The court is close to reaching a conclusion on Hinman’s 2018 speech as it orders the SEC to submit 10 documents to guide its decision.
Judge Sarah Netburn, one of the presiding judges in the Ripple v. SEC lawsuit, has ordered the Securities and Exchange Commission to submit 10 additional documents that will support its decision on the attorney-client privilege claim over the William Hinman document.
The SEC is required to submit 10 documents for in-camera review by June 16, 2022, the court’s order reads.
SEC’s Recent Claim Contradicts the Previous
Per a recent court order, prior to the SEC’s recent attorney-client privilege over Hinman’s document, the Securities and Exchange Commission was previously ordered to submit 10 exemplar documents for in-camera review.
This was in connection to the agency’s partial reconsideration request for the court’s January 13, 2022 order. However, upon filing a new motion seeking to protect Hinman’s documents on the grounds of attorney-client privilege, the SEC sought to withhold the exemplar documents as well as others filed in its February 17, 2022 motion for partial reconsideration.
Judge Netburn noted that the Court has reviewed the previous 10 exemplar documents in the context of deliberative process privilege (DPP) and has not done the same for others.
“To facilitate the court’s review of the communications to which the SEC claims attorney-client privilege applies, by June 26, 2022, the SEC may submit 10 additional documents listed in Attachment 1 for in-camera review,” an excerpt of the court’s motion reads.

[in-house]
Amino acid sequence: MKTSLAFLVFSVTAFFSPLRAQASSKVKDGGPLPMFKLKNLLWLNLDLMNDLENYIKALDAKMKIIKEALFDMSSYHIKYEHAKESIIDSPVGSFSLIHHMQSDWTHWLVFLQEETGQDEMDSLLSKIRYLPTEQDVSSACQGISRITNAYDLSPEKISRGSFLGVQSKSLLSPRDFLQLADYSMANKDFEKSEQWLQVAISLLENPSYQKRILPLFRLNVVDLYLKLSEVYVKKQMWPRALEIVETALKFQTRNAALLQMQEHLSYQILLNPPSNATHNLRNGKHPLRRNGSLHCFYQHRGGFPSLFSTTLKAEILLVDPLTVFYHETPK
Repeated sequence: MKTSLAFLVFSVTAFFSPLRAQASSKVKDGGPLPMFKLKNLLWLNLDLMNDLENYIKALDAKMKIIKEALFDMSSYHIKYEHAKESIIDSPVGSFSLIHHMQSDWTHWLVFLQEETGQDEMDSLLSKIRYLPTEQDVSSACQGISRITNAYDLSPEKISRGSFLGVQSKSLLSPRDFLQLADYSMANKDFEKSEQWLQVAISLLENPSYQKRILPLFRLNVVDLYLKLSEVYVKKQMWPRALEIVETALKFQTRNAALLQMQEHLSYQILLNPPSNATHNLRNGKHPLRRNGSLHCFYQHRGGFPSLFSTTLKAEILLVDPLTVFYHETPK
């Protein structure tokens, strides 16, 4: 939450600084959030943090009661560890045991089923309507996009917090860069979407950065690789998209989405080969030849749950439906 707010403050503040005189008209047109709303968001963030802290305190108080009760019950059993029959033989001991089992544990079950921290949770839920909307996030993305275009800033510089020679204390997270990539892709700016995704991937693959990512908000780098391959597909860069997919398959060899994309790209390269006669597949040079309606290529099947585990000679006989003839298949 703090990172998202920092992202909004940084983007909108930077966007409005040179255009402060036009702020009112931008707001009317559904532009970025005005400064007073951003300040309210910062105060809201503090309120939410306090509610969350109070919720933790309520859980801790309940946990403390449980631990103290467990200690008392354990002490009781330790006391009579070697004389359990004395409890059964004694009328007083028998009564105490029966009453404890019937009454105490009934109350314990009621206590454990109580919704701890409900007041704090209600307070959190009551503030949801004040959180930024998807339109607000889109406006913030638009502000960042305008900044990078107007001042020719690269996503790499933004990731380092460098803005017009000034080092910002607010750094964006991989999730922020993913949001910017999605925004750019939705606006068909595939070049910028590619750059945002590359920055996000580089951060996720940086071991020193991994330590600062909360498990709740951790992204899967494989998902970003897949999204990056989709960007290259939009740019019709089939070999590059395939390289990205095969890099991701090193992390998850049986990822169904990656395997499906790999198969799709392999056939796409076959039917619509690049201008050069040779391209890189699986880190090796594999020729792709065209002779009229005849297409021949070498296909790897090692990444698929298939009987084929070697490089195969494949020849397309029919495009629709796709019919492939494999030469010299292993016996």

SEC’s Quest to Protect Hinman’s Documents
The development comes as the Security and Exchange Commission continues to make efforts to protect the document of its former Director of Corporation Finance from being used as evidence in the Ripple lawsuit.
Despite the court ordering the SEC to surrender the Hinman documents to Ripple, the agency blatantly refused the order, making claims on why the agency should not be requested to surrender the documents.
The SEC’s latest reason for why Hinman’s documents should not be used in the lawsuit is on the basis that the former Director of the agency’s Corporation of Finance discussed with some attorneys at the SEC before formulating the speech.
Ripple and XRP Holders Oppose the SEC’s Motion
Ripple, as well as many XRP enthusiasts, have slammed the SEC over its attorney-client claims, thus prompting the court to invite both parties to a conference last week to discuss all issues surrounding Hinman’s documents.
Although no decision was made at the conference, the blockchain company and its enthusiasts are optimistic that the court’s decision regarding Hinman’s speech will be in favor of the blockchain company.
However, attorney John Deaton, who recently requested to represent 67,300 XRP holders in the upcoming Daubert challenge, noted that the agency would rather opt for a settlement with Ripple instead of surrendering Hinman’s document.